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Healthy Test Cricket, How?


International Cricket Council (ICC) is the governing body and the cricket running body globally consisting of more than 100 members including 10 Full members Test Playing Nations and 39 associate and 56 affiliate members playing in the lower divisions.

Most of the cricketers, till date, always want to represent their respective countries in the whites as it is the prime form of the game and the toughest test of their skills, temperament, techniques. It is generally considered the most complete examination of teams” playing ability and endurance

Over the last decade, only Australia, England, South Africa, India and to some extent New Zealand & Pakistan are the teams competitive and succeeded in pulling the crowds to the grounds.In terms of competitiveness, Sri Lanka, West Indies, Bangladesh and Zimbabwe have had mixed results especially when they play higher ranked teams.

With the upsurge of the T20 cricket and a slight decline in the influence of TEST cricket, ICC find themselves at a crossroads on how to lure the crowds to view the longest format of the game consistently.

Everyone, the ICC, the players, the former players, the media and even the fans of the sport, want all the 3 formats, Tests, ODI’s &T20’s to co-exist

With the associates nations like Ireland, Afghanistan, UAE, Netherlands and Scotland consistently knocking the doors for more exposure and opportunities, the ICC has to do some soul searching and ponder on some serious questions on probable reasons &options to make Test Cricket more lucrative.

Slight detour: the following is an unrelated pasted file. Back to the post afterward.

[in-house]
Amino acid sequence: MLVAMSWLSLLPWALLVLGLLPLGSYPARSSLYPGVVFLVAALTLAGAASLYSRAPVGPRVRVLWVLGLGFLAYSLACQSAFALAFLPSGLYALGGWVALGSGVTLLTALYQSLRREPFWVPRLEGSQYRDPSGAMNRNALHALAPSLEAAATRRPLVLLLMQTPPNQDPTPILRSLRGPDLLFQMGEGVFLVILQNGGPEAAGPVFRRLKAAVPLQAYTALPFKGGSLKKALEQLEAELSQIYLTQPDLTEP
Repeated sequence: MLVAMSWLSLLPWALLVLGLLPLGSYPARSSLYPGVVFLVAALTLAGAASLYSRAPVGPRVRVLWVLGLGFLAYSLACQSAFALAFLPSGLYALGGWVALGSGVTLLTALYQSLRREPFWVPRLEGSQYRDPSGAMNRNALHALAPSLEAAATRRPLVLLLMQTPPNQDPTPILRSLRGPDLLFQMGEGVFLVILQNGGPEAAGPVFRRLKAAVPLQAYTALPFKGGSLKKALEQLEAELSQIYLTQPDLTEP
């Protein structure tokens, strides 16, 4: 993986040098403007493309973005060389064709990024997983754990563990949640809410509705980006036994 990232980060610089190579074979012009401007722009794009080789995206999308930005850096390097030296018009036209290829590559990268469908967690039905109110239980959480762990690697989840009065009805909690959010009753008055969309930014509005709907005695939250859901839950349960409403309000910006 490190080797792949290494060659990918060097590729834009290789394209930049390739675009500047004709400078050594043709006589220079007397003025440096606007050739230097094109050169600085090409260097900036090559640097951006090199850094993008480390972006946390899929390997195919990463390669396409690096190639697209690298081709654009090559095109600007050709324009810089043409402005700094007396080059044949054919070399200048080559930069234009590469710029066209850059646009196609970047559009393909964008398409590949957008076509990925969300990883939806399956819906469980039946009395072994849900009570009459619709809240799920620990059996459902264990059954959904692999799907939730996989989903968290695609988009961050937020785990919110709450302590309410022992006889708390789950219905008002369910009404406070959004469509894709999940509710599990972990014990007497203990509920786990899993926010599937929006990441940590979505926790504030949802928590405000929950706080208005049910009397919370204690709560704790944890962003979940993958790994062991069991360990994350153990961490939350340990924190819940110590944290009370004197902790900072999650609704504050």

Why do fans surgeto the stadiums, more for limited overs matches and not much for a Test match?

What are the likely reasons for a steady decline in performance of some teams in Tests?

Is it something to do with the scheduling? Are the Teams playing less number of Test matches and more Limited Overs matches?

Is Day Night Tests a possible solution? Is a Two Tier System another likely solution?

Are the kinds of pitches these Test matches being played one main criteria?

Test Championship would be of greater significance, rather than meaningless bilateral schedules?

 Let us look and analyze the overall performance of all the 10 Test playing Nations in the last decade i.e. 2006 to June 2016

From the above chart, we can notice that there is a wide difference in the Total number of matches played by the 10 Test playing nations (Zimbabwe however was on a self-imposed exile for most part of the decade until 2011)

Teams like England and Australia have played 127 and 114 Test matches respectively followed by India (99), South Africa (97) and then gap broadens further among other nations. England played 71 home matches alone in this time frame,whereas Pakistan has played 75 matches, home and away combined.This is such a huge disparity and is immensely alarming.This wide gulf, affects the performance of the teams, as it is pretty obvious that the more the teams plays, the better they tend to become.

New Zealand & Bangladesh, strangely, play shorter Test series. 21 out of their 36 Test tournaments for New Zealand and 22 out of their 27 Test tournaments for Bangladesh, played in this duration have been a 2 Test Series. These small contests tend to become trivial and it is difficult for any team to drive the best out of its players and to generate some sort of excitement and competitive battle among the teams in turn loose the crowds. The series usually ends before it actually starts.

Pakistan & India, surprisingly travel a lot, 60% (45 out of 75) and 59% (58 out of 99) of their Total Test matches respectively, played in this time frame have been on the road. Whereas, England only played 44% (56 out of 127) away from home. The scheduling is so imbalanced and there is no “home season” as such similar to that of England or Australia. However, the BCCI has realized this and since the past few years, they decided to have an exclusive “home season” for India. In this way, the home fans know that they would get to witness substantial number of home games and would tend to follow the same.